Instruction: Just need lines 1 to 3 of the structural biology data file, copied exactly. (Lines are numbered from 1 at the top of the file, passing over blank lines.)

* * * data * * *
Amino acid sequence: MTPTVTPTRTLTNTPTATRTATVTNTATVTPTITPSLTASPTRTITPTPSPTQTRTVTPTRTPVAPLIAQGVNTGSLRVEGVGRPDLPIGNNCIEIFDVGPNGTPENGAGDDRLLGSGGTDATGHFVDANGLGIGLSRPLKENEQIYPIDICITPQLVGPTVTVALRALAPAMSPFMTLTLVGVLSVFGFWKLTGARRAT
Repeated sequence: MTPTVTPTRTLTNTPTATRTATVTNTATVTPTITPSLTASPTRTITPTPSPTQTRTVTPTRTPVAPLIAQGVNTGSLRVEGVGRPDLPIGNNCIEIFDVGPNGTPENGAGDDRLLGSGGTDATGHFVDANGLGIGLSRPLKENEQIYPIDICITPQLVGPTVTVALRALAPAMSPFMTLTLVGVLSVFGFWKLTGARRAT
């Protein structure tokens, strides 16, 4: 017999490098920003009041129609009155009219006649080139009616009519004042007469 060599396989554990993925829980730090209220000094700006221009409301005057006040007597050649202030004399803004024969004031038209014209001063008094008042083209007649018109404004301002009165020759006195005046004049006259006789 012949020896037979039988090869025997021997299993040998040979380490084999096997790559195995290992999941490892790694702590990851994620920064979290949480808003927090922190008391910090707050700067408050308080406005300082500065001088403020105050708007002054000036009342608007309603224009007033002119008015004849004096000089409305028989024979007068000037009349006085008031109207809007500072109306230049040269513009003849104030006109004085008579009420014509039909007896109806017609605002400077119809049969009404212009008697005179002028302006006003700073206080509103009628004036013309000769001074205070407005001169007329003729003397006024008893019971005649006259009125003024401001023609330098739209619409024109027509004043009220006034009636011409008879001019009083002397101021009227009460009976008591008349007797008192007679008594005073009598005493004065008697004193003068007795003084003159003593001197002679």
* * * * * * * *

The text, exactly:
Amino acid sequence: MTPTVTPTRTLTNTPTATRTATVTNTATVTPTITPSLTASPTRTITPTPSPTQTRTVTPTRTPVAPLIAQGVNTGSLRVEGVGRPDLPIGNNCIEIFDVGPNGTPENGAGDDRLLGSGGTDATGHFVDANGLGIGLSRPLKENEQIYPIDICITPQLVGPTVTVALRALAPAMSPFMTLTLVGVLSVFGFWKLTGARRAT
Repeated sequence: MTPTVTPTRTLTNTPTATRTATVTNTATVTPTITPSLTASPTRTITPTPSPTQTRTVTPTRTPVAPLIAQGVNTGSLRVEGVGRPDLPIGNNCIEIFDVGPNGTPENGAGDDRLLGSGGTDATGHFVDANGLGIGLSRPLKENEQIYPIDICITPQLVGPTVTVALRALAPAMSPFMTLTLVGVLSVFGFWKLTGARRAT
């Protein structure tokens, strides 16, 4: 017999490098920003009041129609009155009219006649080139009616009519004042007469 060599396989554990993925829980730090209220000094700006221009409301005057006040007597050649202030004399803004024969004031038209014209001063008094008042083209007649018109404004301002009165020759006195005046004049006259006789 012949020896037979039988090869025997021997299993040998040979380490084999096997790559195995290992999941490892790694702590990851994620920064979290949480808003927090922190008391910090707050700067408050308080406005300082500065001088403020105050708007002054000036009342608007309603224009007033002119008015004849004096000089409305028989024979007068000037009349006085008031109207809007500072109306230049040269513009003849104030006109004085008579009420014509039909007896109806017609605002400077119809049969009404212009008697005179002028302006006003700073206080509103009628004036013309000769001074205070407005001169007329003729003397006024008893019971005649006259009125003024401001023609330098739209619409024109027509004043009220006034009636011409008879001019009083002397101021009227009460009976008591008349007797008192007679008594005073009598005493004065008697004193003068007795003084003159003593001197002679």